The internet has made the world a global village. It has made it possible to communicate to people far away from you, but has also brought some negative effects, especially in many of the impoverished countries in West Africa.
Maria Grette, a woman from Sweden, has narrated a story for the BBC African Service of how she ended up helping a 24-year-old man who had scammed her out of several thousand Euros.
According to Maria, she met the 24-year-old scammer from a dating site, in 2009. The scammer, who was from Nigeria, posed as a 58-year-old Danish man living in England. Maria revealed that she had gone through a traumatic divorce, and was looking forward to starting a new and fruitful relationship.
The Nigerian scammer described himself as a Dane raised in South Carolina, United States. He told Maria that he was a civil engineer working on a contract in England. His wife was dead, and he had a son who was studying at Manchester University.
With these convincing words, Maria thought she had met a man that she could probably spend the rest of her life with. Maria at that time, was 62.
From there on, Maria developed a deep love for the disguised scammer. To convince Maria further, the scammer started talking to Maria on the phone via a UK number. This led Maria to believe that he really was living in Britain.
The scammer told Maria that he was planning for his retirement; had Sweden in mind for a place to settle; owned a house in Denmark inherited from his parents; wanted to leave that to his son who was very attached to it, while he looked for a new home in Sweden.
“I wanted to meet him because I liked him. He had a way and a sweetness I had never known in a man before. And he was innocent in a way that puzzled me,” Maria described the feelings she had harbored of the unknown man.
Unknown to Maria, the scammer only wanted to win her trust before executing his agenda. Having won Maria’s trust, the scammer started demanding money from Maria.
The man agreed to visit Maria in Sweden, however, he told Maria that before the visit, he and his son will have to travel to Nigeria for a job interview. He called Maria later, telling her that he had arrived in Nigeria, and looked forward to the interview.
Days later, he called Maria, telling her that he and his son were robbed by armed men. His son had been shot, and was in the hospital for treatment.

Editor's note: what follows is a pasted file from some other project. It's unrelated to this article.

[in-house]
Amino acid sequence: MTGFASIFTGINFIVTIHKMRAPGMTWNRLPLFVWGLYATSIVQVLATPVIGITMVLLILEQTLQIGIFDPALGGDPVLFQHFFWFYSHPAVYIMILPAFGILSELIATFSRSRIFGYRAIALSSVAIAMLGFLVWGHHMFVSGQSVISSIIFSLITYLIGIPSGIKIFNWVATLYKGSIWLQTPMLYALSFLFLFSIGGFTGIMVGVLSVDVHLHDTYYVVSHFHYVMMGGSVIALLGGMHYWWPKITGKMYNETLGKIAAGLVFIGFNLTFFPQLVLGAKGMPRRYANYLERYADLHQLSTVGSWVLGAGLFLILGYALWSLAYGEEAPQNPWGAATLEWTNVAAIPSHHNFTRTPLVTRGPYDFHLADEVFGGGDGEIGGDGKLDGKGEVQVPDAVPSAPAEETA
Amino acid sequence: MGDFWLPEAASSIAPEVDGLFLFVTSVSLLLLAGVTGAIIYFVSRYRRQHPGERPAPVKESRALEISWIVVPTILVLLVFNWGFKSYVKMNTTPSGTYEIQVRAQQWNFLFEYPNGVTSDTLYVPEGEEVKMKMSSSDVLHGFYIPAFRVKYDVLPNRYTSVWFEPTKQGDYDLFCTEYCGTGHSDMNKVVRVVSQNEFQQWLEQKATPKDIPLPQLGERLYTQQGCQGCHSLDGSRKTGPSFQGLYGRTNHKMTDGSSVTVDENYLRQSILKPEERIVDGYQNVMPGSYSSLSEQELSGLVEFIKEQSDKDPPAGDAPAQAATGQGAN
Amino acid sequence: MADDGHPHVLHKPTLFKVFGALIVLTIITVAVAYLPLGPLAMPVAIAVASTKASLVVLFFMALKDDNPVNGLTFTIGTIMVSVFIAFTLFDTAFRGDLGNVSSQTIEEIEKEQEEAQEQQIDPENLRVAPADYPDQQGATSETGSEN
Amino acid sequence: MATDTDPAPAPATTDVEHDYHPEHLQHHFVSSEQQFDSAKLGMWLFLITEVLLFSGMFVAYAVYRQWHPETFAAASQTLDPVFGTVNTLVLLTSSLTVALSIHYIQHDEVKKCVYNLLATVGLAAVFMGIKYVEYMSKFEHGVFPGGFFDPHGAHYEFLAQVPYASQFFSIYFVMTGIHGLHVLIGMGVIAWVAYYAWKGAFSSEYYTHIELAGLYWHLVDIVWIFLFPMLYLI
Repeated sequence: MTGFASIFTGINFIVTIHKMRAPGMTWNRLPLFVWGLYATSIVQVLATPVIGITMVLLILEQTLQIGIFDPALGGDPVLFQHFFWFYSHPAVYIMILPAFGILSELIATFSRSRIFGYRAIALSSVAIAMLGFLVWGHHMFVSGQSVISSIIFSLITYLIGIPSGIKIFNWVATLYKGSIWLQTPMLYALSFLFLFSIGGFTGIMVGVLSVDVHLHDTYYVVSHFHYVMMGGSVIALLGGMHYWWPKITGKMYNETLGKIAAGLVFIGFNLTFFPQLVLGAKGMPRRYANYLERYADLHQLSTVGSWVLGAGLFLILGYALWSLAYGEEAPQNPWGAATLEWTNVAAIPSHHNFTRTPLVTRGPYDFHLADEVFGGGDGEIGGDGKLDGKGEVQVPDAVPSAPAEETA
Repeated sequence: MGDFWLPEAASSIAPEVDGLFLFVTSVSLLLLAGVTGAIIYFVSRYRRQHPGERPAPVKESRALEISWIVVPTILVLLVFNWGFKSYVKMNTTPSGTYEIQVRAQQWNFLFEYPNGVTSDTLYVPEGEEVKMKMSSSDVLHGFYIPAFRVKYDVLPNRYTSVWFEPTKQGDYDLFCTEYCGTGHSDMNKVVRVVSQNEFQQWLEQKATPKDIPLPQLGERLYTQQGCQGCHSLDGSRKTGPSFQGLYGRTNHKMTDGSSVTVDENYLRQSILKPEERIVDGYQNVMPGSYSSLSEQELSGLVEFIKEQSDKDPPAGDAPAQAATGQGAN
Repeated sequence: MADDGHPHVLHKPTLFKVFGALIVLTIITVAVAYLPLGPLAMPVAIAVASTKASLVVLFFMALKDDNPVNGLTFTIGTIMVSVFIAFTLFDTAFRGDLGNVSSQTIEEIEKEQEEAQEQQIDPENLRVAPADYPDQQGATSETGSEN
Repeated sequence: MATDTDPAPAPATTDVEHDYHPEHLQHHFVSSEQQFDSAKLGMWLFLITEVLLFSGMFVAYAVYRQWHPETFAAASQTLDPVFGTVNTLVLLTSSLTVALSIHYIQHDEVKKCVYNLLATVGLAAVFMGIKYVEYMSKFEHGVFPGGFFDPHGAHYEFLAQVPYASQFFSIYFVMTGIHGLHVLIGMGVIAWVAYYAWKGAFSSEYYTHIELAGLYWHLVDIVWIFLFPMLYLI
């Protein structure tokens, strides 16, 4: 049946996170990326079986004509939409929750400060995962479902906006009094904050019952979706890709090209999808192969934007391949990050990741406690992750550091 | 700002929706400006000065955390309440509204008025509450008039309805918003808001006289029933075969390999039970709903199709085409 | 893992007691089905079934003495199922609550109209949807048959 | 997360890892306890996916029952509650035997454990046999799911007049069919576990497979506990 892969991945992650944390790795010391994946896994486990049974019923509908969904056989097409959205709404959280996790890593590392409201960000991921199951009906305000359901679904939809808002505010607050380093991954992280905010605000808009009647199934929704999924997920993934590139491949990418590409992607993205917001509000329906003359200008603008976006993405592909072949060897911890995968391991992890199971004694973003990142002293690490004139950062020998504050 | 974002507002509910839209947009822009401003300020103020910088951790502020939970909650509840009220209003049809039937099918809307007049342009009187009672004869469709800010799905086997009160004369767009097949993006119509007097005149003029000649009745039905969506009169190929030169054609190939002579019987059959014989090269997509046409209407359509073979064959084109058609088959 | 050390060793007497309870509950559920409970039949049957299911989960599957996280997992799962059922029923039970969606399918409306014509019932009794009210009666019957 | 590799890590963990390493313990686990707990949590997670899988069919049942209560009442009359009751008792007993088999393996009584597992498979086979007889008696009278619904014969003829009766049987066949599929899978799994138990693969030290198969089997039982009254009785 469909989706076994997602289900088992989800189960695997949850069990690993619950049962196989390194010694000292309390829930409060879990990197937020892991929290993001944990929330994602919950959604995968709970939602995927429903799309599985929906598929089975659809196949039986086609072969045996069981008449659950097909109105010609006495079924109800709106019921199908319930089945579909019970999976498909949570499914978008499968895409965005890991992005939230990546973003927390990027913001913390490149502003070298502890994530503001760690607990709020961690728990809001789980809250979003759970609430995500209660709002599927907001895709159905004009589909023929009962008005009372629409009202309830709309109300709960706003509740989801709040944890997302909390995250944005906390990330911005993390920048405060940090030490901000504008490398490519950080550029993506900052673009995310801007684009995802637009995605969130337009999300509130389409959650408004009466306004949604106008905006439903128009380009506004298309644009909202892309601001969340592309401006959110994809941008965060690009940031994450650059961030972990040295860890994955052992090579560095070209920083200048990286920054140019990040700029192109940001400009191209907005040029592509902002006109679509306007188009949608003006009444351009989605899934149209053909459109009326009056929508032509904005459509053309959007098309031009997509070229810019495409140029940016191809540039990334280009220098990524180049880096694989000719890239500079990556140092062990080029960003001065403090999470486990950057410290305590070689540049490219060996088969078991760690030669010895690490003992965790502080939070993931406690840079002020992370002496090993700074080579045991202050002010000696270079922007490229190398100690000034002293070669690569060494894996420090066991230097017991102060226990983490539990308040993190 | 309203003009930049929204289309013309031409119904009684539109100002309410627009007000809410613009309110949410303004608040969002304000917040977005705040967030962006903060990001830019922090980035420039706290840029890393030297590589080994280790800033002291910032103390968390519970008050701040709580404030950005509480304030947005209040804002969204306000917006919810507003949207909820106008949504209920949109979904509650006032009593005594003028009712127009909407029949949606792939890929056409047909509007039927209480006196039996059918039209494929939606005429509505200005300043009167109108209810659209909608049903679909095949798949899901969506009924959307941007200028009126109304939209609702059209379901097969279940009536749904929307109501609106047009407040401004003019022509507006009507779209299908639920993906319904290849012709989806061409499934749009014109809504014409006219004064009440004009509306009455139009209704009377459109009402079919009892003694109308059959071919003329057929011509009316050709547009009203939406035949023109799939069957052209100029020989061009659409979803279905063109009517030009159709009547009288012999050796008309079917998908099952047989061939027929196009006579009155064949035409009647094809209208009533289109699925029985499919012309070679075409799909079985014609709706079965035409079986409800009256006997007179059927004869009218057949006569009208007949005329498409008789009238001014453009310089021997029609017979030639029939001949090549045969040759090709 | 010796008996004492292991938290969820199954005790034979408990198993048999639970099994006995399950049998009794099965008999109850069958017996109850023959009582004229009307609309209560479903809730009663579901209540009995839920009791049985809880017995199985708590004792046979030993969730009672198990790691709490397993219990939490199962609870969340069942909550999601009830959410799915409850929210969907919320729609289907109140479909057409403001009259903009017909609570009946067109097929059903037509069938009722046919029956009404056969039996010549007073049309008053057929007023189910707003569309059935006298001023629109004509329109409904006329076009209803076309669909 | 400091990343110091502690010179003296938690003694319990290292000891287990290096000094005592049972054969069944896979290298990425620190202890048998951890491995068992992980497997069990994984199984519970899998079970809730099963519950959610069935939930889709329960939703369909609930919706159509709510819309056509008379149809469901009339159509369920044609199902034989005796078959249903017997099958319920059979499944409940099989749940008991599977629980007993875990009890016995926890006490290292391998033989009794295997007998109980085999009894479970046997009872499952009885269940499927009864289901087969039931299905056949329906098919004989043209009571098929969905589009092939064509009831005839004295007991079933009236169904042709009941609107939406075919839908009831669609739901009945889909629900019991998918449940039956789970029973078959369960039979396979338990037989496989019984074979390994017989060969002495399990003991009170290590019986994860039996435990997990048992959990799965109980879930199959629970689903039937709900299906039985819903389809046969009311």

He needed money urgently for his son’s surgery. Unfortunately, his bank didn’t have a branch in Africa, so it would take time to transfer money from his UK account. Meanwhile, the hospital management was demanding €1000 to proceed with the treatment immediately.
“I will never forget how I rushed to the Western Union office, trembling while I did the transfer. All I could think of was to get the two persons in Nigeria out of danger,” Maria said.
The plot developed after the initial transfer. Medical complications called for more money. The doctors demanded more advance fees. In the end, Maria transferred several thousand Euros to her stranded lover in Nigeria.
Maria said she quickly came back to her senses. She realized it was a scam after reading about similar stories online, and stopped responding to calls from the man. Later, however, the man called to confess his sins; that he wasn’t from Denmark, but from Nigeria. He had finished university two years earlier, but had no job. He then took to scamming online to make ends meet.
Maria said: “He said he had never met anyone like me before, that he had been fighting his feelings for me for a long time. He said his scamming mates had warned him about falling in love with a ‘client’, that he had ignored them because he trusted me and did not want to lose contact with me.”
After this revelation, their communication took a new turn. There were no further requests for money.
“The attraction I started feeling was to the person who was revealing himself to me… It was still him, but with a new name and different age and circumstances. I wanted to meet him. I could not live with this relationship unless it was adjusted to reality in all senses,” Maria said.
In October 2009, Maria traveled to Nigeria to meet the young man. That was her first time in Africa.
“When I saw him at the airport in Abuja, tears fell over his face, and I knew I had known him all my life,” Maria said.
Maria spent two weeks in Nigeria with him, describing her experience as blissful. The man introduced her to some of his friends, many of whom were also scammers.
While still in Nigeria, Maria thought of how she could help these poor young men quit their scamming, so that they may have a meaningful life. Two years later, in 2011, Maria saw an article on a Nigerian news website about an art exhibition. Maria, as an artist by profession, immediately took action.
Over the last six years, Maria has arranged for a number of African artists to visit Europe for art exhibitions, workshops, conferences and competitions. She has assisted them with sourcing international grants and other funding to advance their work. She has also visited Uganda to give talks on art, and is looking forward to another visit to Nigeria, scheduled for later this year.
For her Nigerian scammer-lover, after Maria left Nigeria in 2009, he stopped scamming. With Maria’s assistance, he got accepted into a school to study in the United States. Maria helped him with money until he completed his education. Currently, he has a job in the American oil sector.
Although they have not met each other again since the 2009 meeting in Nigeria, they still communicate frequently, updating themselves on each other’s lives. Their relationship has taken a new turn. It is has become wonderful.
“Johnny has given me more than he took. Without him, I would not have met Africa. He is very dear to me. He has asked me so many times to forgive him and I told him that the most important thing is to forgive himself,” Maria said.
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